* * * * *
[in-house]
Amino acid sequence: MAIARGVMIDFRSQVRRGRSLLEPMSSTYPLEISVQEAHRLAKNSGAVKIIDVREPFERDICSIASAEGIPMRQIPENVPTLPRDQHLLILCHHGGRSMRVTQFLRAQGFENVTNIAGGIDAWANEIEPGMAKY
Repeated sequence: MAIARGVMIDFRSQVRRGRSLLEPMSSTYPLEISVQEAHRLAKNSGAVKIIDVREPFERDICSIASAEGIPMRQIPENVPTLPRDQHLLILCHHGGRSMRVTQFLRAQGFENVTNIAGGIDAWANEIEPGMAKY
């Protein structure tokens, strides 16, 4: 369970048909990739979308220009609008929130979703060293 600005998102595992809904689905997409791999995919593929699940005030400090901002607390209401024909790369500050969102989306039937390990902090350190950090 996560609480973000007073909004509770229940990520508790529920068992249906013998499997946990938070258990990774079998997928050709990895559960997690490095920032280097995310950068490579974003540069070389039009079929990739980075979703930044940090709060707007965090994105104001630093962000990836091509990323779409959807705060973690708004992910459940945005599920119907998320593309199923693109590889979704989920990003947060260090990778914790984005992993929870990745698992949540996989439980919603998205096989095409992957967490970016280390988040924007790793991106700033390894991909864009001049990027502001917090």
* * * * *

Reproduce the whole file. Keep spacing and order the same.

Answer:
[in-house]
Amino acid sequence: MAIARGVMIDFRSQVRRGRSLLEPMSSTYPLEISVQEAHRLAKNSGAVKIIDVREPFERDICSIASAEGIPMRQIPENVPTLPRDQHLLILCHHGGRSMRVTQFLRAQGFENVTNIAGGIDAWANEIEPGMAKY
Repeated sequence: MAIARGVMIDFRSQVRRGRSLLEPMSSTYPLEISVQEAHRLAKNSGAVKIIDVREPFERDICSIASAEGIPMRQIPENVPTLPRDQHLLILCHHGGRSMRVTQFLRAQGFENVTNIAGGIDAWANEIEPGMAKY
């Protein structure tokens, strides 16, 4: 369970048909990739979308220009609008929130979703060293 600005998102595992809904689905997409791999995919593929699940005030400090901002607390209401024909790369500050969102989306039937390990902090350190950090 996560609480973000007073909004509770229940990520508790529920068992249906013998499997946990938070258990990774079998997928050709990895559960997690490095920032280097995310950068490579974003540069070389039009079929990739980075979703930044940090709060707007965090994105104001630093962000990836091509990323779409959807705060973690708004992910459940945005599920119907998320593309199923693109590889979704989920990003947060260090990778914790984005992993929870990745698992949540996989439980919603998205096989095409992957967490970016280390988040924007790793991106700033390894991909864009001049990027502001917090």